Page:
The Anglican and the Catholic churches have announced that they have banned politicians from conducting fund-drives or making donations during their services, arguing it is one way of abetting corruption in Kenya.
This follows questions raised by the masses, a section of the political class and anti-graft activists over mind-boggling amounts of money donated by some politicians. While any measures aimed at discouraging graft practices in our country are laudable, determining which money is clean and which one is dirty poses a daunting task to the Church, an institution that is under mounting criticism for placing much premium on money than morality.
It shouldn’t escape our attention that in every mega scandal, there are small fishes playing the role of hatchet men or women for the big fishes. They disguise themselves as receptionists, hair-dressers or suppliers but their main objective is to do the bidding for the ravenous political class, depriving the populace a decent living.
What this means is that the monster of corruption is an intricate web involving those who would not appear as politicians and the real politicians, a fact which exposes the church as partial in this latest decree against politicians. If the politicians’ money is unholy, so should that of a policeman member of a church who extorts money from motorists; a school principal member of the congregation who embezzles school funds or a tenderpreneur who donates iron sheets or cements to the church.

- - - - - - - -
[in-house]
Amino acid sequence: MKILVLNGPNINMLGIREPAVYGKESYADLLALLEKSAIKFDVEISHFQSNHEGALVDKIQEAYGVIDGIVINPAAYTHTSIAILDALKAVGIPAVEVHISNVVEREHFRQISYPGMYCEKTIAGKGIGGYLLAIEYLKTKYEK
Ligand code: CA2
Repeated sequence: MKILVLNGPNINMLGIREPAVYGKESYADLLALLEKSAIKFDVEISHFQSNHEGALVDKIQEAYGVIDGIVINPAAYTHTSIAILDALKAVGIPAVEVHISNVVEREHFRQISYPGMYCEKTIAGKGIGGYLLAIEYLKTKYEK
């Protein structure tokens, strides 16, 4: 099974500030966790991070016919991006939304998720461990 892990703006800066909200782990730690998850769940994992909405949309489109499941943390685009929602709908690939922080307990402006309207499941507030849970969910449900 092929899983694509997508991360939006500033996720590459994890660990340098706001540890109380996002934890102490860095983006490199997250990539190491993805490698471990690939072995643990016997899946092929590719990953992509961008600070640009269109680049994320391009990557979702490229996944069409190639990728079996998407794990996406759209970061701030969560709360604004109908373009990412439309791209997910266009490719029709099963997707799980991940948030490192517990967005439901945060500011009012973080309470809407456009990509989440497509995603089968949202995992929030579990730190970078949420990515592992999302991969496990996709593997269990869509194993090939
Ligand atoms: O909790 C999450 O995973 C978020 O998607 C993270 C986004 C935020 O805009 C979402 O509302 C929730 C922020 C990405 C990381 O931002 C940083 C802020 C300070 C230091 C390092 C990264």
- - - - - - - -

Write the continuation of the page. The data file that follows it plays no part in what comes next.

The church’s moral high ground will remain questionable if they shun politicians’ money, but accepts donations from drug lords, child traffickers, con men and land grabbers who are not in the political arena but are silently pulling the strings from unknown locations. It will put the church in a situation where they will either set up their own anti-graft committees to determine and reject the morally decayed in the church or assume the role of God as the Biblically-stated supreme judge.
In a country where politicians have aided in building mega churches and donating parcels of land in the past, will it be morally upright for religious leaders to ban the same politicians from conducting harambees while still allowing their congregations to be housed in the same churches that were built by them? Will they bring down the church buildings; give the politicians back their parcels of land, iron sheets and cements?
It is immoral to benefit from what you denounce. Such a move will also require the church to remove the speck from its own eyes before pointing out the skeletons in the politicians’ cupboards, given past commissions of inquiries which implicated some churches as beneficiaries of land grabbing.
The church will also contend with the possibility of conducting a lifestyle audit about its leadership since we have religious leaders whose wealth are not commensurate to their income, let alone that of the church.
It is safe to say the public long lost hope in the church as an honest and true arbiter in the myriad challenges the country faces. This is not exonerating corrupt politicians from blame, but Christianity being the refuge for the afflicted and the hopeless, should, at every moment, champion justice and fairness.